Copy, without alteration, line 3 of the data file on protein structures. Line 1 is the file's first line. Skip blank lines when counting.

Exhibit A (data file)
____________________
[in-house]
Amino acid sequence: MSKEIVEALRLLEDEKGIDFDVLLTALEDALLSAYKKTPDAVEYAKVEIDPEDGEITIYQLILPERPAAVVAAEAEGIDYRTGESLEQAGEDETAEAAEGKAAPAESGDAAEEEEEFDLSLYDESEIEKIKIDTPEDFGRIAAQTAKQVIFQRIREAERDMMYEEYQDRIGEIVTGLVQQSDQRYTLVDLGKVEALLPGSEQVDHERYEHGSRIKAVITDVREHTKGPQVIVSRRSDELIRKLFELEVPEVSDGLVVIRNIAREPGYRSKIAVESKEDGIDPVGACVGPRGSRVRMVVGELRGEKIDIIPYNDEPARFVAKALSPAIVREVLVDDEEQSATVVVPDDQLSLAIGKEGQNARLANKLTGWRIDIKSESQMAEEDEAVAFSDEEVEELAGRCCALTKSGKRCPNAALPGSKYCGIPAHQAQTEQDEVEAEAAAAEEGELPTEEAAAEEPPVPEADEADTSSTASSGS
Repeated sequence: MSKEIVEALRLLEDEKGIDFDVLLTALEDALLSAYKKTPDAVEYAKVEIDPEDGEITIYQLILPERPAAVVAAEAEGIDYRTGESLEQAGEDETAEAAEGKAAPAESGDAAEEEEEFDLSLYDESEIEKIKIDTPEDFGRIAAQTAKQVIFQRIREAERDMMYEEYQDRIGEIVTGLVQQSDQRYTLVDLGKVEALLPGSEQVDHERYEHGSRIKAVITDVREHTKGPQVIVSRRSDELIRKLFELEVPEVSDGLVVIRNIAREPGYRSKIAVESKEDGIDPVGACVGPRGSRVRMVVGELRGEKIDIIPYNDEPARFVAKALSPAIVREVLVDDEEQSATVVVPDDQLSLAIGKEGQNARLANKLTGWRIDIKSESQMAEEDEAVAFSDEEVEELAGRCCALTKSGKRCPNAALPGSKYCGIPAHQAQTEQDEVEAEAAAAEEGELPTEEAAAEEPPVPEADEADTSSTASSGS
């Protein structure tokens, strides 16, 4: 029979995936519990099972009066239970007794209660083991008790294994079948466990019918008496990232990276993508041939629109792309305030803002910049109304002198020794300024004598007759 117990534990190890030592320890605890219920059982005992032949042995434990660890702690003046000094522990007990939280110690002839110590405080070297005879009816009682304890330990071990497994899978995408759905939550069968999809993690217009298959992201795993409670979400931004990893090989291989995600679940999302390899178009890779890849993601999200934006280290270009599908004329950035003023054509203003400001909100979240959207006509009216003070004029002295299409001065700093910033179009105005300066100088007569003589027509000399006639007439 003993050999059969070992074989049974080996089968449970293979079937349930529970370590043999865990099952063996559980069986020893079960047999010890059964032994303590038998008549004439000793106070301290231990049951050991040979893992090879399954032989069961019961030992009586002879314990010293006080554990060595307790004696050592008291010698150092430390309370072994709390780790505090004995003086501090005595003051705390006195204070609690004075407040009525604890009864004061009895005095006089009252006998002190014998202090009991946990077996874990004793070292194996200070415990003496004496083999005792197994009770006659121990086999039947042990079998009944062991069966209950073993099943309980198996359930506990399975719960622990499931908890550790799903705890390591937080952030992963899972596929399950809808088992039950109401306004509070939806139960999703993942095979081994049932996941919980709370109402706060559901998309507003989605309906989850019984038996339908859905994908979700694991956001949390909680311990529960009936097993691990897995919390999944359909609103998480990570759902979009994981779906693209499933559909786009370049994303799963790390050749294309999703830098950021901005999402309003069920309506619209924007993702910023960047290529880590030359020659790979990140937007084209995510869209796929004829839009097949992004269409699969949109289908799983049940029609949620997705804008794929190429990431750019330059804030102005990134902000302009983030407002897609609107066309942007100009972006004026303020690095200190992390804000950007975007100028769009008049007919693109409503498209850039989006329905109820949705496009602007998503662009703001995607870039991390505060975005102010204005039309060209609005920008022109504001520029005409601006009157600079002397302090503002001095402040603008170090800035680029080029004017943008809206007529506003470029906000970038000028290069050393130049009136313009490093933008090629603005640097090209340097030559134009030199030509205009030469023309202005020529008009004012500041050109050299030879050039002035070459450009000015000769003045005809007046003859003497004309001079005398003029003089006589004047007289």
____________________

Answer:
Repeated sequence: MSKEIVEALRLLEDEKGIDFDVLLTALEDALLSAYKKTPDAVEYAKVEIDPEDGEITIYQLILPERPAAVVAAEAEGIDYRTGESLEQAGEDETAEAAEGKAAPAESGDAAEEEEEFDLSLYDESEIEKIKIDTPEDFGRIAAQTAKQVIFQRIREAERDMMYEEYQDRIGEIVTGLVQQSDQRYTLVDLGKVEALLPGSEQVDHERYEHGSRIKAVITDVREHTKGPQVIVSRRSDELIRKLFELEVPEVSDGLVVIRNIAREPGYRSKIAVESKEDGIDPVGACVGPRGSRVRMVVGELRGEKIDIIPYNDEPARFVAKALSPAIVREVLVDDEEQSATVVVPDDQLSLAIGKEGQNARLANKLTGWRIDIKSESQMAEEDEAVAFSDEEVEELAGRCCALTKSGKRCPNAALPGSKYCGIPAHQAQTEQDEVEAEAAAAEEGELPTEEAAAEEPPVPEADEADTSSTASSGS